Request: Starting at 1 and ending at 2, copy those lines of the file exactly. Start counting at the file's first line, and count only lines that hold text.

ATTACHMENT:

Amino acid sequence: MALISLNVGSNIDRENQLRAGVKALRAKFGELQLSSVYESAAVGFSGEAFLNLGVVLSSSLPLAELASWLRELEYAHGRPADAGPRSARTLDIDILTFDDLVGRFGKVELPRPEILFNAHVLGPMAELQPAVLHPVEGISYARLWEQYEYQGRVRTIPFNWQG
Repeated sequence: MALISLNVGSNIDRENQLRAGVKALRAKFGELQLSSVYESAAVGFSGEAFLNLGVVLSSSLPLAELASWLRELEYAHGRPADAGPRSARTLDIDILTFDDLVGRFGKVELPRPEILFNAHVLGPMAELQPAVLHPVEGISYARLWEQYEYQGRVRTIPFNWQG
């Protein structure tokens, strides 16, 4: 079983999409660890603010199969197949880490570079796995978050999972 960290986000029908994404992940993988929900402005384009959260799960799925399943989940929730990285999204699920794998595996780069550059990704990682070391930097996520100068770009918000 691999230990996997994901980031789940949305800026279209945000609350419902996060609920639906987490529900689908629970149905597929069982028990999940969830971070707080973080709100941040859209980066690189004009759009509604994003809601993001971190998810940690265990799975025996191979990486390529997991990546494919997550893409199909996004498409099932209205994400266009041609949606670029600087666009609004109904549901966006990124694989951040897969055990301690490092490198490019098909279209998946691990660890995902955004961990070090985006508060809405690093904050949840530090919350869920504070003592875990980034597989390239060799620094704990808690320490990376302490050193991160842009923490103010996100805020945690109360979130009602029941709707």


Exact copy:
Amino acid sequence: MALISLNVGSNIDRENQLRAGVKALRAKFGELQLSSVYESAAVGFSGEAFLNLGVVLSSSLPLAELASWLRELEYAHGRPADAGPRSARTLDIDILTFDDLVGRFGKVELPRPEILFNAHVLGPMAELQPAVLHPVEGISYARLWEQYEYQGRVRTIPFNWQG
Repeated sequence: MALISLNVGSNIDRENQLRAGVKALRAKFGELQLSSVYESAAVGFSGEAFLNLGVVLSSSLPLAELASWLRELEYAHGRPADAGPRSARTLDIDILTFDDLVGRFGKVELPRPEILFNAHVLGPMAELQPAVLHPVEGISYARLWEQYEYQGRVRTIPFNWQG